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With an ever increasing prevalence of type II diabetes, diabetic maculopathy will continue to pose a large problem for ophthalmologists. Laser photocoagulation is often disappointing both for the patient and the doctor, and there seems to have been little in the way of progress for some years now.
Whitelocke and colleagues’ paper1 classified maculopathy into focal, exudative, and ischaemic types and they highlighted their different prognoses. Although treatment of focal maculopathy is reasonable, the scope for improving vision in established exudative and ischaemic maculopathy is very limited and despite treatment this group of patients must account for a large percentage of the blind and partially sighted registrations attributed to diabetes, especially in the over 65 age group. Some of the medical factors predisposing to maculopathy are starting to be identified, with the EUCLID study2 identifying systemic hypertension at levels previously not thought to be significant, particularly in the development of ischaemic maculopathy.
It is particularly encouraging therefore to read in this issue of theBJO (p 12) the possible role of vitrectomy in diabetic maculopathy. The role of the vitreous in the development of macular oedema secondary to aphakia, uveitis, and retinitis pigmentosa has been known for some time,3 and more recently considerable attention has been given to the role of vitreous traction on the development of macular holes.4 Because in all types of diabetic maculopathy there are such obvious changes in the retinal vasculature it is easy to see why so little attention was given to the possible role of the vitreous.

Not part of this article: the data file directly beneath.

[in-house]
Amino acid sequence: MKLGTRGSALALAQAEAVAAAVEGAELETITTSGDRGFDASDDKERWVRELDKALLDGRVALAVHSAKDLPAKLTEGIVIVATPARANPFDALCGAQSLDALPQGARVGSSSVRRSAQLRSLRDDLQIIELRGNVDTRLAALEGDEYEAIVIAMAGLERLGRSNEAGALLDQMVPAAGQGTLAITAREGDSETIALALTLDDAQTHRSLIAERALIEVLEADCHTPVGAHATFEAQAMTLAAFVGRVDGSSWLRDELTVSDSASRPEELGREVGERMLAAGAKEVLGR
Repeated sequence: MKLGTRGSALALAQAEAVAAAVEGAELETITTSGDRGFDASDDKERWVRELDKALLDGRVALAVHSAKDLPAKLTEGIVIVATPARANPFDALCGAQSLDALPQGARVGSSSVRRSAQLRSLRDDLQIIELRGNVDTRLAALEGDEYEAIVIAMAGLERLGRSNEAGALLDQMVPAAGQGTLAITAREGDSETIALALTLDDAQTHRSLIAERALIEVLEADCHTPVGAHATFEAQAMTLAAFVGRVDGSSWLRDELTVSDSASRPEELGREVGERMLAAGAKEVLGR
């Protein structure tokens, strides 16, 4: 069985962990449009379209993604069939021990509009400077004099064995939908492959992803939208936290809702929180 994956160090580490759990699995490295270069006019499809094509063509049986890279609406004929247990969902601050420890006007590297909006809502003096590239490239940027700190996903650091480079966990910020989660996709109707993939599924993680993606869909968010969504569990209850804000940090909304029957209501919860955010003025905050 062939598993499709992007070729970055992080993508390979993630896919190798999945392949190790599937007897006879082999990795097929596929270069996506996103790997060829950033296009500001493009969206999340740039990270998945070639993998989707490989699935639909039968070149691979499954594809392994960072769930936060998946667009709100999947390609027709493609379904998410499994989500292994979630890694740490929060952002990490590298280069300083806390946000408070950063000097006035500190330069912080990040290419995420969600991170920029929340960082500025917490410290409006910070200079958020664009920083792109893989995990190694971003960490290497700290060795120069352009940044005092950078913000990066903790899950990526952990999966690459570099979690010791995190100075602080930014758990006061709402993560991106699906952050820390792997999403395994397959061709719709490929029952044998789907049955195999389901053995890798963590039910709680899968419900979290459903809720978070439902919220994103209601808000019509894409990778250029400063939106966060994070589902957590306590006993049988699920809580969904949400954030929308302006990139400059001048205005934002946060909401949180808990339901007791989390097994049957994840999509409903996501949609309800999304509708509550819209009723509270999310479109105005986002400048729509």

Nasrallah et al 5 were among the first to suggest the possible role of the vitreous in the development of diabetic maculopathy, and in 1992 Lewiset al 6 described diabetic macular oedema associated with a taut premacular posterior hyaloid membrane and demonstrated that surgical removal of this membrane could result in significant improvement in vision. Similar encouraging results were obtained by Harbour et al,7 but this type of vitreous configuration seems most uncommon and the influence of surgery on this group would seem unlikely to affect the overall results of treatment of diabetic maculopathy. Interestingly, and perhaps not surprisingly, it was the diffuse type of diabetic maculopathy that was most often associated with the premacular membrane, and Harbour et al emphasise the difficulty of assessing the exact vitreomacular relation when there is no obvious taut premacular membrane visible.
Ikeda and colleagues are therefore to be commended for their initiative in considering vitreous surgery in diabetic maculopathy without obvious signs of vitreomacular traction, and show encouraging results, albeit with small numbers. Given the limitations of laser treatment for diabetic maculopathy, it is likely that further studies will be undertaken to help identify features which influence the prognosis, and it may well be that vitrectomy may have a considerable influence on our ability to treat this common condition.
Looking further ahead, work has been reported on the enzymatic creation of a posterior vitreous detachment8 9 and, while this is primarily for the treatment of proliferative diabetic retinopathy, it is tempting to speculate if this might have a similar effect on relieving the type of anomalous vitreomacular traction which may contribute to the development of diabetic maculopathy.
Only a decade or so ago, little attention was being paid to the interrelation between the vitreous and the macula, but over this period not only has our understanding improved considerably, but also our ability to treat a variety of related conditions and now, hopefully, diabetic maculopathy may be added to this list.
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